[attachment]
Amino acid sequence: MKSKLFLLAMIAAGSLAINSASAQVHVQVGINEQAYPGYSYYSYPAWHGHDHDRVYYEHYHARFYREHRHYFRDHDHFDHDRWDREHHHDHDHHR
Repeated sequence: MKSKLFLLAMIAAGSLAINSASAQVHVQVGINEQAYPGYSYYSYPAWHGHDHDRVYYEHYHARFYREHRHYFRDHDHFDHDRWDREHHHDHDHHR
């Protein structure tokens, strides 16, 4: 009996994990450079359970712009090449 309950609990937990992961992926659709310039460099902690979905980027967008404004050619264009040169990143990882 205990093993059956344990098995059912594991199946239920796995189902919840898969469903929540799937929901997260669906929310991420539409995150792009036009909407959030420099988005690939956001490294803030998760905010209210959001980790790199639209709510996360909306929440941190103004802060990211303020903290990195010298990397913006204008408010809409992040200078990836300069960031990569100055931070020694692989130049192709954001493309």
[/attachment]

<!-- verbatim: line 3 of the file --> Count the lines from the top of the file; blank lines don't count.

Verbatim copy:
């Protein structure tokens, strides 16, 4: 009996994990450079359970712009090449 309950609990937990992961992926659709310039460099902690979905980027967008404004050619264009040169990143990882 205990093993059956344990098995059912594991199946239920796995189902919840898969469903929540799937929901997260669906929310991420539409995150792009036009909407959030420099988005690939956001490294803030998760905010209210959001980790790199639209709510996360909306929440941190103004802060990211303020903290990195010298990397913006204008408010809409992040200078990836300069960031990569100055931070020694692989130049192709954001493309």